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Posts Tagged ‘children’


Why not take an interest in your children, when they are yet children? Why not, indeed? Even a Communist can be right at least sometimes.

In the life of children there are two very clear-cut phases, before and after puberty. Before puberty the child’s personality has not yet formed and it is easier to guide its life and make it acquire specific habits of order, discipline, and work: after puberty the personality develops impetuously and all extraneous intervention becomes odious, tyrannical, insufferable. Now it so happens that parents feel the responsibility towards their children precisely during this second period, when it is too late: then of course the stick and violence enter the scene and yield very few results indeed. Why not instead take an interest in the child during the first period?” ~~Italian Communist leader Antonio Gramsci (1891-1937)

I am trying to learn more about other political systems, now that the old ones that I have been used to are being plowed asunder. With the banks recently nationalized in America, and the automobile industry soon to be, I am trying to understand the coming political movements and the ramifications. That is why I have been reading socialist and communist writings to see what is in store for us. Then I happened upon this little gem from an Italian communist, which was much more interesting than anything I had read about communism before.

This may no longer be our fathers’ America, but, even if we go communist, we will probably still have “parents” in America.

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The poem “Ingratitude,” by William Shakespeare (1564-1616), is a lesson from the ages. It should be a part of the education of every child to learn to be grateful. Unfortunately, in America, few parents read Shakespeare and it seems that few parents understand the importance of teaching graciousness to their children. In fact, it is obvious that many American parents actually teach their children “ingratitude” as a “refined” vice. Perhaps for this reason Shakespeare’s poem “Ingratitude” was included in Mary E. Burt’s 1904 anthology entitled “Poems Every Child Should Know,” (#16). Does your child know any of the included poems, such as this one from Shakespeare?

Blow, blow, thou winter wind,

Thou are not so unkind

As man’s ingratitude;

Thy tooth is not so keen

Because thou are not seen,

Although thy breath be rude.

Freeze, freeze, thou bitter sky,

Thou dost not bite so nigh

As benefits forgot;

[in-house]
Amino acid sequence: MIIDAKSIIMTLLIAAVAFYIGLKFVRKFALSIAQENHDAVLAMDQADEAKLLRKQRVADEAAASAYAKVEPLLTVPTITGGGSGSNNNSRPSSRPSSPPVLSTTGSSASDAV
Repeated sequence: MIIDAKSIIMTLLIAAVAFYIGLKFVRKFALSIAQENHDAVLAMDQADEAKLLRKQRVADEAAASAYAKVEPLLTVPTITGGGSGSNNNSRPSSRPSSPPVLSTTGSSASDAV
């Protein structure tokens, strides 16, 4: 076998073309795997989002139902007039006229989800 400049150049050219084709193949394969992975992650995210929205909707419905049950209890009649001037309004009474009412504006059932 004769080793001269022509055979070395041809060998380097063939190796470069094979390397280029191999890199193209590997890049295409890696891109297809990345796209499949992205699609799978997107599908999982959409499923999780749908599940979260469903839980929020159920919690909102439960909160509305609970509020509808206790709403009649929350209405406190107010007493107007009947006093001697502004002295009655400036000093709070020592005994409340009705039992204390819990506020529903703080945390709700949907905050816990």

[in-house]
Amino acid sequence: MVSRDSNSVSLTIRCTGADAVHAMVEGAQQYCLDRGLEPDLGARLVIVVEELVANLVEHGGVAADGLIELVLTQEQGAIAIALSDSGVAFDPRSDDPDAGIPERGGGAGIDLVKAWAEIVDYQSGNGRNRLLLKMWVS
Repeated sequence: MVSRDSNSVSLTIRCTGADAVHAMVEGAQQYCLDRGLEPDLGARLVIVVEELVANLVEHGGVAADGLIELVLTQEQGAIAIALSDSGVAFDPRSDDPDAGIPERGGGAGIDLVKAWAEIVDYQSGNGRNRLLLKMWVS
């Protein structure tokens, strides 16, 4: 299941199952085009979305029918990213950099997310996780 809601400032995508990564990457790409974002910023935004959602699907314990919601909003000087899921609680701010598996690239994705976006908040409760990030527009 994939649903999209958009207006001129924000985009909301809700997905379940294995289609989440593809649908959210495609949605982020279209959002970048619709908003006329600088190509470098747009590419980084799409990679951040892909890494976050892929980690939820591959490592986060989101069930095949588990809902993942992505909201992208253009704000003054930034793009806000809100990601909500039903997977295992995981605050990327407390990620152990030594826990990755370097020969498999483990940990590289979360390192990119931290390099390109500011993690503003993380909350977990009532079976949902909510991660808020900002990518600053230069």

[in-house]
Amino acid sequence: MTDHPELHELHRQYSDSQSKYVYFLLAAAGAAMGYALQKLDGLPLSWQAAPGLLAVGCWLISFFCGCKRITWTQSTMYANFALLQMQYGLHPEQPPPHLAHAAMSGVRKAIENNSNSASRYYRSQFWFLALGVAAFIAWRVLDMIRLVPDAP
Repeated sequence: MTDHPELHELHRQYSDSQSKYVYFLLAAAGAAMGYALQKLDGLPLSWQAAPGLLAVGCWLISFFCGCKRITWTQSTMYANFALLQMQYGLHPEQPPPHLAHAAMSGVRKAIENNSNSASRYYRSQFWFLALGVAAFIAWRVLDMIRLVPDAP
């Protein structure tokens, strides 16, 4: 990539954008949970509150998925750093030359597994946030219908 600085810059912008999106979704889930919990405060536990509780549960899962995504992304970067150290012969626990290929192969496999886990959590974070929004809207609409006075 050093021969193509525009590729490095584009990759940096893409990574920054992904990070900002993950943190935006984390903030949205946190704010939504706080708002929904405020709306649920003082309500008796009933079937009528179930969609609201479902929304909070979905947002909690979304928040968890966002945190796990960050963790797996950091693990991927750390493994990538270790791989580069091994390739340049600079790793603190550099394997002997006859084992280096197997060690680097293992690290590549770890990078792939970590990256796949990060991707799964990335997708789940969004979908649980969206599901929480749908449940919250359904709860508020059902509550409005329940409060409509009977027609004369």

Though thou the waters warp,

Thy sting is not so sharp

As friend remembered not.

~~William Shakespeare (1564-1616)

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When I was a child, no one ever read “Wind in the Willows” to me. I am now making up for lost years, by listening to it on my new iPod Touch. The story of each chapter is told by a different reader at Librivox. I do not know how it is that I ever turned into the something or other that I am, without the life’s wisdom that is told by these wonderful animals in the storybook.

What a delight it was last night while listening to Kara Shallenberg reading Chapter Three – “The Wild Wood” to find myself in the old children’s tale. I am Badger. I even live on the border of the “Wild Wood.”

The Mole had long wanted to make the acquaintance of the Badger.  He seemed, by all accounts, to be such an important personage and, though rarely visible, to make his unseen influence felt by everybody about the place.  But whenever the Mole mentioned his wish to the Water Rat he always found himself put off.  ‘It’s all right,‘ the Rat would say. ‘Badger’ll turn up some day or other–he’s always turning up–and then I’ll introduce you.  The best of fellows!  But you must not only take him AS you find him, but WHEN you find him.’

‘Couldn’t you ask him here dinner or something?‘ said the Mole.

‘He wouldn’t come,‘ replied the Rat simply.  ‘Badger hates Society, and invitations, and dinner, and all that sort of thing.’

‘Well, then, supposing we go and call on HIM?‘ suggested the Mole.

‘O, I’m sure he wouldn’t like that at ALL,‘ said the Rat, quite alarmed.  ‘He’s so very shy, he’d be sure to be offended. I’ve never even ventured to call on him at his own home myself, though I know him so well.  Besides, we can’t.  It’s quite out of the question, because he lives in the very middle of the Wild Wood.’

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